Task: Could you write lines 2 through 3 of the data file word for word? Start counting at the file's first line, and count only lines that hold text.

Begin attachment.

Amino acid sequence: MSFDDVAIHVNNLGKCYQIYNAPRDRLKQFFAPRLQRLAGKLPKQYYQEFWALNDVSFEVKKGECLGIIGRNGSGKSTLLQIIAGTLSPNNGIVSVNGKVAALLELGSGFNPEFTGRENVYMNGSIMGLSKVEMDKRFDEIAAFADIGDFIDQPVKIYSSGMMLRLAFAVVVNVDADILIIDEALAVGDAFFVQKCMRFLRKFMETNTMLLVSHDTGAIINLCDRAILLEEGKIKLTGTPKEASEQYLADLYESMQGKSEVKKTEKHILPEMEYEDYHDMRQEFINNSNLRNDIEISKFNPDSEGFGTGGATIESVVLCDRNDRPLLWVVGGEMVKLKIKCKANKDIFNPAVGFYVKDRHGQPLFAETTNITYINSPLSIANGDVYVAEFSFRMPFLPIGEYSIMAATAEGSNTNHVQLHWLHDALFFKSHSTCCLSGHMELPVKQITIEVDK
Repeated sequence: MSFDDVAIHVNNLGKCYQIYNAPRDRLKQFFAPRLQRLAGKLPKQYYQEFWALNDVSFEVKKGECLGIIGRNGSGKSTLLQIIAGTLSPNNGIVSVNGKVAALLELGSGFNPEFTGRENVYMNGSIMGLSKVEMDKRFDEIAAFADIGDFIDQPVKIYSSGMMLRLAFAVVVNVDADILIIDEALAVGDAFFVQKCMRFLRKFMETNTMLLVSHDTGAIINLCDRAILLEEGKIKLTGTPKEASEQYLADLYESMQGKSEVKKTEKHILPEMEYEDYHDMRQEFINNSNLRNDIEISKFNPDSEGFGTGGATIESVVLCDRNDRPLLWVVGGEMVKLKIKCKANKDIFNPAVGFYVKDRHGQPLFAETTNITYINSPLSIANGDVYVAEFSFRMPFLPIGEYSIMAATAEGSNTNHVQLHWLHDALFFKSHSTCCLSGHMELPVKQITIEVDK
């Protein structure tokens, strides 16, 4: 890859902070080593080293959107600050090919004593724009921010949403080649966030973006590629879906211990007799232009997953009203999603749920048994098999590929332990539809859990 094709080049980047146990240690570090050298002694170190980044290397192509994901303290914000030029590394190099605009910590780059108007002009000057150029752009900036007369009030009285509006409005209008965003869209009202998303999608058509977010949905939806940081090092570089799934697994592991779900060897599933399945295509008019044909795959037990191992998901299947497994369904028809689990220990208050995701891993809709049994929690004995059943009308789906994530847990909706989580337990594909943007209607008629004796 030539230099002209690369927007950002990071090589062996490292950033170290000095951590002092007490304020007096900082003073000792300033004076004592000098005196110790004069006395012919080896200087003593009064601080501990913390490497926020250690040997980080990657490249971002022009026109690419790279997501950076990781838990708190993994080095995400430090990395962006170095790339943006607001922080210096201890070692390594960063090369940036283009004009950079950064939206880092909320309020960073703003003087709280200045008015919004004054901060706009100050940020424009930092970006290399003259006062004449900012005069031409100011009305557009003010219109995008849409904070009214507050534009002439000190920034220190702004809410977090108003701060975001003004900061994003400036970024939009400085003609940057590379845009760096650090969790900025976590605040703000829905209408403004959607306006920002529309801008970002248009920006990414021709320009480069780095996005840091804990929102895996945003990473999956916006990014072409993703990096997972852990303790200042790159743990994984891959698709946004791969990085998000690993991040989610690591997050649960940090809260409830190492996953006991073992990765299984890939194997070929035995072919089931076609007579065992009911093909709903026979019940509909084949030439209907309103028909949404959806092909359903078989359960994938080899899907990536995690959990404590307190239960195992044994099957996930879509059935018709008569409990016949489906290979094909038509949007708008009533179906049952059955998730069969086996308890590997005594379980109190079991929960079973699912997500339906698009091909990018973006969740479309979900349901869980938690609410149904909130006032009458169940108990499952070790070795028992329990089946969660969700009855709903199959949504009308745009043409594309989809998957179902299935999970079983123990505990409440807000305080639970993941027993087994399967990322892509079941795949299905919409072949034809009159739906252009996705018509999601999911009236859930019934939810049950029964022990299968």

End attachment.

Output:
Repeated sequence: MSFDDVAIHVNNLGKCYQIYNAPRDRLKQFFAPRLQRLAGKLPKQYYQEFWALNDVSFEVKKGECLGIIGRNGSGKSTLLQIIAGTLSPNNGIVSVNGKVAALLELGSGFNPEFTGRENVYMNGSIMGLSKVEMDKRFDEIAAFADIGDFIDQPVKIYSSGMMLRLAFAVVVNVDADILIIDEALAVGDAFFVQKCMRFLRKFMETNTMLLVSHDTGAIINLCDRAILLEEGKIKLTGTPKEASEQYLADLYESMQGKSEVKKTEKHILPEMEYEDYHDMRQEFINNSNLRNDIEISKFNPDSEGFGTGGATIESVVLCDRNDRPLLWVVGGEMVKLKIKCKANKDIFNPAVGFYVKDRHGQPLFAETTNITYINSPLSIANGDVYVAEFSFRMPFLPIGEYSIMAATAEGSNTNHVQLHWLHDALFFKSHSTCCLSGHMELPVKQITIEVDK
């Protein structure tokens, strides 16, 4: 890859902070080593080293959107600050090919004593724009921010949403080649966030973006590629879906211990007799232009997953009203999603749920048994098999590929332990539809859990 094709080049980047146990240690570090050298002694170190980044290397192509994901303290914000030029590394190099605009910590780059108007002009000057150029752009900036007369009030009285509006409005209008965003869209009202998303999608058509977010949905939806940081090092570089799934697994592991779900060897599933399945295509008019044909795959037990191992998901299947497994369904028809689990220990208050995701891993809709049994929690004995059943009308789906994530847990909706989580337990594909943007209607008629004796 030539230099002209690369927007950002990071090589062996490292950033170290000095951590002092007490304020007096900082003073000792300033004076004592000098005196110790004069006395012919080896200087003593009064601080501990913390490497926020250690040997980080990657490249971002022009026109690419790279997501950076990781838990708190993994080095995400430090990395962006170095790339943006607001922080210096201890070692390594960063090369940036283009004009950079950064939206880092909320309020960073703003003087709280200045008015919004004054901060706009100050940020424009930092970006290399003259006062004449900012005069031409100011009305557009003010219109995008849409904070009214507050534009002439000190920034220190702004809410977090108003701060975001003004900061994003400036970024939009400085003609940057590379845009760096650090969790900025976590605040703000829905209408403004959607306006920002529309801008970002248009920006990414021709320009480069780095996005840091804990929102895996945003990473999956916006990014072409993703990096997972852990303790200042790159743990994984891959698709946004791969990085998000690993991040989610690591997050649960940090809260409830190492996953006991073992990765299984890939194997070929035995072919089931076609007579065992009911093909709903026979019940509909084949030439209907309103028909949404959806092909359903078989359960994938080899899907990536995690959990404590307190239960195992044994099957996930879509059935018709008569409990016949489906290979094909038509949007708008009533179906049952059955998730069969086996308890590997005594379980109190079991929960079973699912997500339906698009091909990018973006969740479309979900349901869980938690609410149904909130006032009458169940108990499952070790070795028992329990089946969660969700009855709903199959949504009308745009043409594309989809998957179902299935999970079983123990505990409440807000305080639970993941027993087994399967990322892509079941795949299905919409072949034809009159739906252009996705018509999601999911009236859930019934939810049950029964022990299968």